Yvette Janine Jackson, "RETURN"
Spring 2023 | Original Electronic Composition
Experience RETURN a sound and light composition by composer Yvette Janine Jackson. The new work will be presented every evening through March 19, after the sunset light sequence, from the structure's embedded sound and light system. The duration of Jackson's work is approximately 20 minutes. The experience is free and open to the public, no reservations or tickets are required. Visitors can check here for sunset times in Houston.
What is the meaning of RETURN? Return to what? From where? Under what circumstances? The listener is invited to the James Turrell Twilight Epiphany Skyspace to experience a moment of contemplation, reflection, and gratitude. Rather than prescribing how to interact with the soundscape, the composer allows listeners to contribute their own meanings to the composition by calling upon their own experiences, identities, and understandings. The sketches for RETURN were developed while in residence at the Hermitage Artist Retreat. Initial 12-channel mixing of the composition was done at the Spiral Studio at the University of Huddersfield.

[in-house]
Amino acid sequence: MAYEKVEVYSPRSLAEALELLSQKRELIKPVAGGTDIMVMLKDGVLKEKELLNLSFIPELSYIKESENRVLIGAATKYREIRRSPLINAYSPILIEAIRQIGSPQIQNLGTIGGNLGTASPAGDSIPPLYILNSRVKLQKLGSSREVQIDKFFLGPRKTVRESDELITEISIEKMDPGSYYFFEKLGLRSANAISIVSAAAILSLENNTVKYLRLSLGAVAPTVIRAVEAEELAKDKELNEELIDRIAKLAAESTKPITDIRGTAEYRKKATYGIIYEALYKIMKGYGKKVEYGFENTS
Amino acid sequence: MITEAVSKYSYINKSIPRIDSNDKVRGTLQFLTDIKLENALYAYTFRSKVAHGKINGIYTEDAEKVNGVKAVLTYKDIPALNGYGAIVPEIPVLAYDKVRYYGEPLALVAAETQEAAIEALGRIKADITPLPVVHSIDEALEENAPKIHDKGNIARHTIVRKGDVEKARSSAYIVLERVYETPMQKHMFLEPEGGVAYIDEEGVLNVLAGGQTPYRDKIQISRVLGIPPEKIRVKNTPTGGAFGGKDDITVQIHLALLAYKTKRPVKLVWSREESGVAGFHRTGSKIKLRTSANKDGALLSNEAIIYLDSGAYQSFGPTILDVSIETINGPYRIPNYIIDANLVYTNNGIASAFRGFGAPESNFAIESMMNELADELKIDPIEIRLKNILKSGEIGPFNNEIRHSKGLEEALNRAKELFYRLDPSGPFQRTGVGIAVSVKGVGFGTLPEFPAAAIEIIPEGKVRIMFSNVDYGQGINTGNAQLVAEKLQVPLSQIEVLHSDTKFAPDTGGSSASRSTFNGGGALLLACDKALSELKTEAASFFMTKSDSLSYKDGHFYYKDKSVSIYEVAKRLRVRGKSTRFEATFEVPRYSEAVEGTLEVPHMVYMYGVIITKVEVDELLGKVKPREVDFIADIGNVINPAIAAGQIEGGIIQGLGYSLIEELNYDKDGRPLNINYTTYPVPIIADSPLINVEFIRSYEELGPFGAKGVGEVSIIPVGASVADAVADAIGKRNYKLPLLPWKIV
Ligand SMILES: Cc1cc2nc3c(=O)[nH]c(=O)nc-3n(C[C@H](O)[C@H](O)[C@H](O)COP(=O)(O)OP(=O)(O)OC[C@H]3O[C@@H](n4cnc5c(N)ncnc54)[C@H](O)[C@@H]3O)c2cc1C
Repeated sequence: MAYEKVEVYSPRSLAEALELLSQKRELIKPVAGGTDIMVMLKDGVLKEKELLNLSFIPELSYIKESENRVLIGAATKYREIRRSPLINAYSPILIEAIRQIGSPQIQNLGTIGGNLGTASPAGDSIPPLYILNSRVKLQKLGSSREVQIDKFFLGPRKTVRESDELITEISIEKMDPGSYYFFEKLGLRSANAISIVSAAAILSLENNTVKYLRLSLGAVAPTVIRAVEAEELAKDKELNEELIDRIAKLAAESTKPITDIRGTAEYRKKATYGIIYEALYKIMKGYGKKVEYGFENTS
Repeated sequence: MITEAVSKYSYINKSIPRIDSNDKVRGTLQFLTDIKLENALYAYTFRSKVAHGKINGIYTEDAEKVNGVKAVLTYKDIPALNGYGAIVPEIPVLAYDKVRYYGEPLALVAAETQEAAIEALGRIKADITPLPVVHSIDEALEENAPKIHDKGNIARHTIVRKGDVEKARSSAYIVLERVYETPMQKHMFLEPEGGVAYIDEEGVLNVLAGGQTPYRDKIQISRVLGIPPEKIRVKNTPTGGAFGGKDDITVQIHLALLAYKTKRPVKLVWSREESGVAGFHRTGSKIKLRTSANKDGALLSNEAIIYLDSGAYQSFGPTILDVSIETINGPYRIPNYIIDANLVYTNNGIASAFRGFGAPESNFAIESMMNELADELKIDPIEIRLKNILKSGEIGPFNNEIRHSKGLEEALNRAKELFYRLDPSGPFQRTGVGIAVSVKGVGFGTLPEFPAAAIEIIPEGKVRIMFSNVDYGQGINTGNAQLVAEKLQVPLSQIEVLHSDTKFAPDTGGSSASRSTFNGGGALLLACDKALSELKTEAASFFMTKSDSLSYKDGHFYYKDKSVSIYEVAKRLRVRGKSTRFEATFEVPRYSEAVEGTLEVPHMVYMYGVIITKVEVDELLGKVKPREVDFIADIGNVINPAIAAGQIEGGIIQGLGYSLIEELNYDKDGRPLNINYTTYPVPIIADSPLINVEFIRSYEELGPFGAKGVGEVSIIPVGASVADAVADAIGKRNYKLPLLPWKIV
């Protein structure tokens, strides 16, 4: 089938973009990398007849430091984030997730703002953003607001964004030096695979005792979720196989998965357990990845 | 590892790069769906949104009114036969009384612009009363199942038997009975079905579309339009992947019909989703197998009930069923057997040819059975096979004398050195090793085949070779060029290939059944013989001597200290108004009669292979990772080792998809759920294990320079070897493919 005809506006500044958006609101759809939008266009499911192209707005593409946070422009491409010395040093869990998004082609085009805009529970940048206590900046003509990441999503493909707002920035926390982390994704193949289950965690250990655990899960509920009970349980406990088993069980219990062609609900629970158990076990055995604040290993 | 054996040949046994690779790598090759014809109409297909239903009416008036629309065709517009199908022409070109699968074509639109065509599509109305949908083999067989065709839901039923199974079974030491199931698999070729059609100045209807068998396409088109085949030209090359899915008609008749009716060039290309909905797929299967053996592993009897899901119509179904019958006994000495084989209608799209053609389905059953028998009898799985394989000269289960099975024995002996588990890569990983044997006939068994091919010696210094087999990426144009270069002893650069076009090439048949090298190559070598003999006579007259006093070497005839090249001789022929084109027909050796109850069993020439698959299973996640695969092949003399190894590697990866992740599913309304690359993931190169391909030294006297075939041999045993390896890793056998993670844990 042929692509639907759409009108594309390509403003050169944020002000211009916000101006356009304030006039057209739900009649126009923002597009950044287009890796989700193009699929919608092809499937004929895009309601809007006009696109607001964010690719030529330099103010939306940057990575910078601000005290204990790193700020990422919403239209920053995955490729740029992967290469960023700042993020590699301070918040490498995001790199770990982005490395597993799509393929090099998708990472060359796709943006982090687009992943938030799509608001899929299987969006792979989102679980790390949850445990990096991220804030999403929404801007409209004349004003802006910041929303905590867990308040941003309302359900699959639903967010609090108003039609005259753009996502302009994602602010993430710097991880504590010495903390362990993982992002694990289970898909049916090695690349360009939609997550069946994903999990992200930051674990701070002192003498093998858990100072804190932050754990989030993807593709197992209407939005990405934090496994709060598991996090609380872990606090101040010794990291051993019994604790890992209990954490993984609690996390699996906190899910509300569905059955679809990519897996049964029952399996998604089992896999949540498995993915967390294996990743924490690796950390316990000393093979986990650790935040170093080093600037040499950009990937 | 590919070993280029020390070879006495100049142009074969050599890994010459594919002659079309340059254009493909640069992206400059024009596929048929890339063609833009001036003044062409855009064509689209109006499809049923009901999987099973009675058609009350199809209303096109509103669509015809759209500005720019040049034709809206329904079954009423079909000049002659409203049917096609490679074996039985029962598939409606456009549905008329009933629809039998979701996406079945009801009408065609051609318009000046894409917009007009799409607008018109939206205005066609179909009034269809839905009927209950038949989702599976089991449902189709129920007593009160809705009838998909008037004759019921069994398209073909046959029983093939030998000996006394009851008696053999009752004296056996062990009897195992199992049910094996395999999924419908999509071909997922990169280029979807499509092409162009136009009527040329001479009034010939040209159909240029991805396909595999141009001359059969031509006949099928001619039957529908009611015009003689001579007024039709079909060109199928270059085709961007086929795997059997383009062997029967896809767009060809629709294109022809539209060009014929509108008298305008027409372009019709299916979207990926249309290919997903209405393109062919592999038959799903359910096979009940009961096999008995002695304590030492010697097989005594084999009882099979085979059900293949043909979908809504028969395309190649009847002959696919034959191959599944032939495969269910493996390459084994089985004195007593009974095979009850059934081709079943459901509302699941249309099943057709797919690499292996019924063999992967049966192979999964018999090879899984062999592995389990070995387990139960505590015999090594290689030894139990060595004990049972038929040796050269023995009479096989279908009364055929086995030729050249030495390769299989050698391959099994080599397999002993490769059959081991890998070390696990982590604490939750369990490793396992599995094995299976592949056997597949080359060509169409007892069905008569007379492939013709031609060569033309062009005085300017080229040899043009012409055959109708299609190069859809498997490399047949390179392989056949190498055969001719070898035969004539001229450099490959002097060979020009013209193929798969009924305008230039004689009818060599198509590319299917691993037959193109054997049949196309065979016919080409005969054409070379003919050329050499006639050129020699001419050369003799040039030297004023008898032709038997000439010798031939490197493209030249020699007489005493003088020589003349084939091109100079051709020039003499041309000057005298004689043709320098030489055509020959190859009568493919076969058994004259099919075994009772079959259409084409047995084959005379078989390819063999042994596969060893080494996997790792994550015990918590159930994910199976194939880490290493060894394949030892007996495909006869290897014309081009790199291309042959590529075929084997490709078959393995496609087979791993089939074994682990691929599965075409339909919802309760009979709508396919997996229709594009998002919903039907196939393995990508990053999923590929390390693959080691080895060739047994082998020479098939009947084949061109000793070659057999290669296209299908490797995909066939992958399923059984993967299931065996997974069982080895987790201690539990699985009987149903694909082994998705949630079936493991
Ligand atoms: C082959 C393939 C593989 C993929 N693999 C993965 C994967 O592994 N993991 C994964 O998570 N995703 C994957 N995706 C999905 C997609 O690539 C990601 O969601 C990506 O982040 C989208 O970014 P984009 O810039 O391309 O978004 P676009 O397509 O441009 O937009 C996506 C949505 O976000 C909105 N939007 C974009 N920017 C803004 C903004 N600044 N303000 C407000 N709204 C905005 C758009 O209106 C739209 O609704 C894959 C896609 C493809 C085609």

About the composer
Yvette Janine Jackson’s work brings attention to historical events and social issues through her electroacoustic radio operas. Her album Freedom, produced by the Fridman Gallery, debuted as Contemporary Album of the Month in The Guardian and its track “Destination Freedom” won the ZKM Giga-Hertz Production Award 2021 in Karlsruhe, Germany. Her recent work for orchestra and electronics, Hello, Tomorrow! was co-commissioned by American Composers Orchestra and Carnegie Hall and premiered in 2022. Jackson’s music has been presented across North America and Europe, including Carnegie Hall, the Venice Music Biennale, Stockholm Elektronmusikstudion, Banff Centre for Arts and Creativity, and in collaboration with Vienna’s Museumsquartier Tonspur and the International Festival of Computer Arts in Maribor. Jackson is an assistant professor in Creative Practice and Critical Inquiry in the Department of Music and teaches for the Theater, Dance & Media program at Harvard University.
This commission was made possible through a partnership with REMLABS and Rice University's Arts Initiative Fund.